Best Exercises for Paddlers: Workouts for Before & During Floating

Rowing, canoeing and kayaking require upper body and core strength, along with some amount of endurance. With a little planning, preparing physically for your next watercraft outing, or deliberately maximizing the amount of exercise you get while on water-themed trips, can be achieved as well as be rewarding.

When in doubt, work with a personal trainer or canoe/kayak club coach to establish a customized training program.

Kayaking Basics for Beginners

Kayaks date back to about 4,000 years ago where the Inuits in the Artic regions of Canada, Alaska and Greenland made this mode of transportation to hunt on inland islands. The first kayaks were made of sealskins that were stitched over whalebone frames with air filled seal bladders in the front and rear to give them buoyancy.

Fortunately, today kayaks are ready made out of Kevlar, wood, fiberglass or molded plastic and are used as a recreational item for lakes, whitewater rafting and float trips as well as for use on the seas.

Kayaks Versus Canoes: Ultimate Pros and Cons Comparison

To float for relaxation or exhilaration is an ongoing question for outdoor adventurers. The traditionally held view is that canoes are for recreation and kayaks are meant for thrills! Yet, many outdoor enthusiasts have, or use, both types of these vessels. Current hybrid kayak models also are closing the gap between these popular water-trip boats. A comparison of the two comes down to analyzing the sort of water experiences sought and what features are needed to support the type of trip planned.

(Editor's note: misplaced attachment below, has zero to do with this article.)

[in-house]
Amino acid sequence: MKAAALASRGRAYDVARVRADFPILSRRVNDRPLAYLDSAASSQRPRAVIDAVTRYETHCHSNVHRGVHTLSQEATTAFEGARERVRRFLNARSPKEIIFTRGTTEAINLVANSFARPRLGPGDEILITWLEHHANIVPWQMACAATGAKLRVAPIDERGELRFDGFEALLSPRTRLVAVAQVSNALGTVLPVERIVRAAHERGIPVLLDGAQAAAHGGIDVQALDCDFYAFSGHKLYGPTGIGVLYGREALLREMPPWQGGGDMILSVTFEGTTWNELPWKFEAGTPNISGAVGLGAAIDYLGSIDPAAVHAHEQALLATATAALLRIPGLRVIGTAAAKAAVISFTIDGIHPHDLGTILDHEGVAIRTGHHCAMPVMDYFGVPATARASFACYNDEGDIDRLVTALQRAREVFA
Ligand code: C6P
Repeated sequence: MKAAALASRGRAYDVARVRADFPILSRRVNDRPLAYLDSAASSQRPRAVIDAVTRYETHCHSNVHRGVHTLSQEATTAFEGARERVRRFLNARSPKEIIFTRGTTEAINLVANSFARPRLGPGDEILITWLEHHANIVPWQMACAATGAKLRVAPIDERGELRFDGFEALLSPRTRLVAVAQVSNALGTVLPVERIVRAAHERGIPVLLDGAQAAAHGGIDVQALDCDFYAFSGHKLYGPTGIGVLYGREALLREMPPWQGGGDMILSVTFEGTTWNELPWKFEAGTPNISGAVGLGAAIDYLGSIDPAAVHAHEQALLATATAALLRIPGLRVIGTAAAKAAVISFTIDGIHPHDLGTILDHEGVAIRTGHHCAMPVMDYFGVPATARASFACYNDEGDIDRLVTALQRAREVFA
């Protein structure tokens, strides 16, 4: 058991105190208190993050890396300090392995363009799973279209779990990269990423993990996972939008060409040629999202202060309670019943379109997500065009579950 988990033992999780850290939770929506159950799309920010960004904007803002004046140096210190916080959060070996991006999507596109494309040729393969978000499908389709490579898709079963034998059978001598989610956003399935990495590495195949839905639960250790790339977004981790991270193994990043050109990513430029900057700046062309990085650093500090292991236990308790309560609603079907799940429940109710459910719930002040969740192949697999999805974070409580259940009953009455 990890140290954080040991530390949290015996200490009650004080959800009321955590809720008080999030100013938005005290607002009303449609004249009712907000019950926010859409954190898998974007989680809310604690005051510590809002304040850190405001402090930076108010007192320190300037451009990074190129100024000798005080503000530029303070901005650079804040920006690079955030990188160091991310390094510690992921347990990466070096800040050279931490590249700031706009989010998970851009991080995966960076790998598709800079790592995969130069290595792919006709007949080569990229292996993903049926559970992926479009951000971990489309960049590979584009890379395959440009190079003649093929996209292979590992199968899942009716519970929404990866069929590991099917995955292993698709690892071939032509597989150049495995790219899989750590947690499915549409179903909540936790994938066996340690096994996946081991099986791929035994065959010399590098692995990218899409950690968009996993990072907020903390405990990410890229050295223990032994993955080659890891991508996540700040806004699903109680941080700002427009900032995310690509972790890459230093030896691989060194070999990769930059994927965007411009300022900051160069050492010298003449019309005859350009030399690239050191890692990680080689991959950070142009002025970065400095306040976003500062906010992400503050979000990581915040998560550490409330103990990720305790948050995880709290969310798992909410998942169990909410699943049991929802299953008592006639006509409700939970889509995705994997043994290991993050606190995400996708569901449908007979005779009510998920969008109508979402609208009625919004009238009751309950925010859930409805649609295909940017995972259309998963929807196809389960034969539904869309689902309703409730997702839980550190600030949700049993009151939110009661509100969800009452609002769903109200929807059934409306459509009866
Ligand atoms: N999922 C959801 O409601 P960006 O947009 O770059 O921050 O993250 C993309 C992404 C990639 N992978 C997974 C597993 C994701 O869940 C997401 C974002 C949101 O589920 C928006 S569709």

“Twenty years ago, family canoeing was big, but kayaks have become more popular recently, as not as many people are going on overnight or multi-day floating trips,” explains Jason Russell, manager of Ozark Mountain Trading Company’s Southwest Missouri store in Ozark, Mo.

April Showers Brings May Kayakers

The old saying, “April showers bring May flowers” is true, but not nearly as true as “April showers bring May kayakers.” The increased rainfall and snow melt of early spring swells Missouri rivers and streams creating faster flowing water. It’s a favorite time of year for the experienced and more advanced kayaker who seeks to challenge his skill level.

Tips for Fall Kayaking

Kayaking is a great activity that can be enjoyed year round. It is thrilling in the cold of winter, exciting in the spring rapids, and relaxing in the summer heat. But where does that leave it for fall? Can you still kayak in the fall? Yes! And it is one of the most beautiful times to kayak! Now, fall kayaking is a lot like summer kayaking in the fact that it is peaceful, however, the biggest difference is the fact that in the fall, the water is cold. And at times it can be VERY cold! That means you have to go prepared.